Initial experience with S-shaped electrode for continuous vagal nerve stimulation in thyroid surgery
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- Van Slycke, S., Gillardin, JP., Brusselaers, N. et al. Langenbecks Arch Surg (2013) 398: 717. doi:10.1007/s00423-013-1068-3
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In thyroid surgery, intra-operative neuromonitoring of the recurrent laryngeal nerve (RLN) and vagal nerve (VN) are performed as an adjunct to the gold standard of optical visualisation of the RLN, to avoid injury of the RLN, and subsequently paralysis of the vocal cords. Intermittent RLN neuromonitoring diminished the temporary RLN palsy rate, but continuous neuromonitoring could have to potential of avoiding any damage. Since no study evaluated continuous vagal stimulation before, the objective of this study was to evaluate continuous neuromonitoring in a clinical setting, to assess its’ value in predicting vocal cord injury.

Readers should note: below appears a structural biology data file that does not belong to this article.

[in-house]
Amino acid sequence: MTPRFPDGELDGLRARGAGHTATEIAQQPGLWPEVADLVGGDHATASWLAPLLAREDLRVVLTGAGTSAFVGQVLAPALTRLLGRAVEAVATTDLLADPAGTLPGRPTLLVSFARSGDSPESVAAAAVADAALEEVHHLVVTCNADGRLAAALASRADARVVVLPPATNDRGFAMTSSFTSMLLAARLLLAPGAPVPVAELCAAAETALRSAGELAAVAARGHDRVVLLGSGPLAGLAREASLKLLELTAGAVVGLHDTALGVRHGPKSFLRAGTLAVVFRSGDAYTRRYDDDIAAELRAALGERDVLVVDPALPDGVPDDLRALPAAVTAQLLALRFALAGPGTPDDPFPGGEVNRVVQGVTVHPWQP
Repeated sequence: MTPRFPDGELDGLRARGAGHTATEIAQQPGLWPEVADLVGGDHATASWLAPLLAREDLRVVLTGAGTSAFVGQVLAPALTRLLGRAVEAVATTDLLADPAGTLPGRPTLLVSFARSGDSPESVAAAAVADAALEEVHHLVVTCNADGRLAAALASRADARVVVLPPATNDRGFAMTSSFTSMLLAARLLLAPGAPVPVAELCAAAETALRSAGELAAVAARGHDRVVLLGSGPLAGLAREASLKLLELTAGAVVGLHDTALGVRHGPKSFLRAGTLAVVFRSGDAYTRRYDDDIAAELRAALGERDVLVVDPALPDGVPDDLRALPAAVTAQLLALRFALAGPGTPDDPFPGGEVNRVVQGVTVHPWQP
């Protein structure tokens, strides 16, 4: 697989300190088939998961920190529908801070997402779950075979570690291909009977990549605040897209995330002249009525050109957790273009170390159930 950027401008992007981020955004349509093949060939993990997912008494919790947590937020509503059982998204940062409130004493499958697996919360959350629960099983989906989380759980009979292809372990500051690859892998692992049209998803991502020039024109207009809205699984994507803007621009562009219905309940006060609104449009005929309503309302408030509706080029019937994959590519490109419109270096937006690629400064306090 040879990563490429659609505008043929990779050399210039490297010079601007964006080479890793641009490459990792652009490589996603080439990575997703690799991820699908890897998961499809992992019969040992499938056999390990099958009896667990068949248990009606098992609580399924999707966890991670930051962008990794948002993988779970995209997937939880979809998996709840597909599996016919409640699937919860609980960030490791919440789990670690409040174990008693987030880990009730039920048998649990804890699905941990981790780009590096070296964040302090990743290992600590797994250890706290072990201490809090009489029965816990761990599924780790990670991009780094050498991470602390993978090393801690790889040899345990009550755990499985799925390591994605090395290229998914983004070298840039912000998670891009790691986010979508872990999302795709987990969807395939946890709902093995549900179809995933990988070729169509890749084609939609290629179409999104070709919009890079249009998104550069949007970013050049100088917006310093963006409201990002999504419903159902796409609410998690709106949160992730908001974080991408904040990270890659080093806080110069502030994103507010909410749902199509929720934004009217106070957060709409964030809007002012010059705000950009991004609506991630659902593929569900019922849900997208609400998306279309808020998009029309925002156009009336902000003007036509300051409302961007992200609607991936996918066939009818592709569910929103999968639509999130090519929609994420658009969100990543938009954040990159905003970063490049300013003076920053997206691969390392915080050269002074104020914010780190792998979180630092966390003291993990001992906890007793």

A single centre prospective study was performed from September 2010 till February 2012, including 100 consecutive thyroidectomies with continuous VN stimulation using an S-shaped electrode.
In this study, 100 thyroidectomies (80 total thyroidectomies and 20 hemi-thyroidectomies) were analysed. On 180 nerves at risk (NAR), there were four RLN palsies (2.2 %), of which only one definitive. In the cases with temporary palsies, an intra-operative diminution of the amplitude occurred, recovering partially with release of traction. Loss of signal was seen in all four cases, with an abrupt loss of signal in the definitive one. The RLN function remained intact in the other 176 NAR.
Continuous neuromonitoring of the VN is accurate and precise in predicting vocal cord palsy. It is of tremendous importance that the vagal electrode is a-traumatic and gives a stable signal. The exact parameters regarding “warning signs” have yet to be determined, but amplitude changes seem to play a major role.